No Time for Goodbye series by Linwood Barclay

“A crime thriller series that takes the ‘did-not-see-it-coming’ to a whole new level”

Genre: crime thriller

Plot – No Time for Goodbye

One morning, 14 year-old Cynthia wakes up to find her house empty, with no sign of her mother, father, or younger brother, Todd. No note and no trace. Her family have simply disappeared. Twenty-five years later, Cynthia is still haunted by unanswered questions. Was her family murdered? If so, why was she spared? And if they are alive, why did they abandon her in such a cruel way? Now married and with a daughter of her own, Cynthia fears losing this family just like her first one. In the hope that someone will remember something or even that her family might finally reach out to her, she agrees to take part in a TV documentary revisiting the case. Then a letter arrives which makes no sense, yet chills Cynthia to the core. Soon she begins to realise that stirring up the past could be the worst mistake she has ever made.

Why I love it

Linwood Barclay does a fantastic job of taking a simple ‘what if’ scenario to the extreme, yet keeps it within the realms of possibility. In the opening chapter, I was immersed into Cynthia’s situation and imagined how I would feel if I woke up one morning to find my home empty and my family gone without any evidence of their departure. As a result, I had so much sympathy for her and could understand her fierce protection over her own daughter 25 years later. Yet, I also admired Cynthia for her determination to carry on with her life. Not knowing what happened to her family for such a long time was heartbreaking to read. The possible scenarios for her family’s whereabouts are endless. Were they murdered? Did they just get fed up with her and decide to abandon her? Were they kidnapped? It is the not knowing that is the most thought-provoking and it is questions like these that kept me engaged and eager to find out the truth.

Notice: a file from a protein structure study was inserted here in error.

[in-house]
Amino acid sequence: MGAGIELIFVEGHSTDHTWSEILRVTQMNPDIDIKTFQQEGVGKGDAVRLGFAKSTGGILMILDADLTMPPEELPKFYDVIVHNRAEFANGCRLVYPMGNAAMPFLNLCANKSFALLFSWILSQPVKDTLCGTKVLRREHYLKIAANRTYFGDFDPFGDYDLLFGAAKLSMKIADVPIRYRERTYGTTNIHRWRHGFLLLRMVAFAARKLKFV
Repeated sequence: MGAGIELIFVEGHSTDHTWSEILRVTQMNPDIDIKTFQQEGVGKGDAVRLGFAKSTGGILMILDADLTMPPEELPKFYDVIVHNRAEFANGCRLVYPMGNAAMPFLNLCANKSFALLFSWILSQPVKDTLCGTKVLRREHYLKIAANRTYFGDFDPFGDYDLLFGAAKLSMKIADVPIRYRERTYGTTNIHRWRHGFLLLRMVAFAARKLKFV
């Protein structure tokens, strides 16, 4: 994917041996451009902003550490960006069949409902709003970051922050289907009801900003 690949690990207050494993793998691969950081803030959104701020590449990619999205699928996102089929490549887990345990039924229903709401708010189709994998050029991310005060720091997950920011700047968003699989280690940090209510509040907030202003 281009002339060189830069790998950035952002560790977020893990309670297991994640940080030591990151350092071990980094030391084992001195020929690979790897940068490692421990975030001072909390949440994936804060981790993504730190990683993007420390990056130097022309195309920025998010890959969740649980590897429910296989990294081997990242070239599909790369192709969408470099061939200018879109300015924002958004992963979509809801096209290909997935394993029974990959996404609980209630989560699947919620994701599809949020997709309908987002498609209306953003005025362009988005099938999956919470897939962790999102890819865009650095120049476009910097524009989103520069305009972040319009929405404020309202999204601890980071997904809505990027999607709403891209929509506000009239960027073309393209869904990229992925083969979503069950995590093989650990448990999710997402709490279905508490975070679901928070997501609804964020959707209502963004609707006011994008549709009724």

Cynthia’s husband, Terry, was a rock for Cynthia, and he was always by her side however impossible and disillusioned her faith and hope were. His first-person narration was also entertaining to read at times. Whether it was a comment about a person’s appearance or what they had said, his amusing observations helped lighten the mood and ease the tension. I could empathise with Terry too. It must be difficult to try to lead a life together when your spouse is haunted and traumatised by events that happened before you even knew each other.

Barclay’s writing style is easy to read and the intriguing plot made me want to read on all the more. There were some tense scenes when another piece of the puzzle was provided. These were contrasted nicely with some more reflective and emotion moments between Cynthia and Terry. The final few chapters had me on the edge of my seat as the truth was finally revealed about that morning, 25 years ago. Linwood Barclay takes the ‘did-not-see-it-coming’ to a whole new level, which is why he is my favourite author.

Vince Fleming, a connection to Cynthia from 25 years ago, is perhaps the character that had my opinions towards him fluctuating. Whilst he is a criminal, he is not completely immoral. He knows the difference between right and wrong, and it is that sense of what is right that made me like him. Even though he does not have to, he decides to help Cynthia and Terry on their quest to learn the truth about what happened to Cynthia’s family.

The sequel, No Safe House, takes place seven years after the events of No Time for Goodbye. I really liked how No Safe House portrayed the passage of time, yet still showed how the events of the first book have left their mark on Terry, Cynthia, and their daughter.

Overall, No Time for Goodbye (and its sequel) is a crime thriller series at its finest. With intriguing plots and intensely likeable characters, you will not be able to put these books down until you have turned the final page of the second novel.

Why you should read it

If you love crime thrillers that are full of twists and turns, then you’ll love this series.

Rating: 5/5

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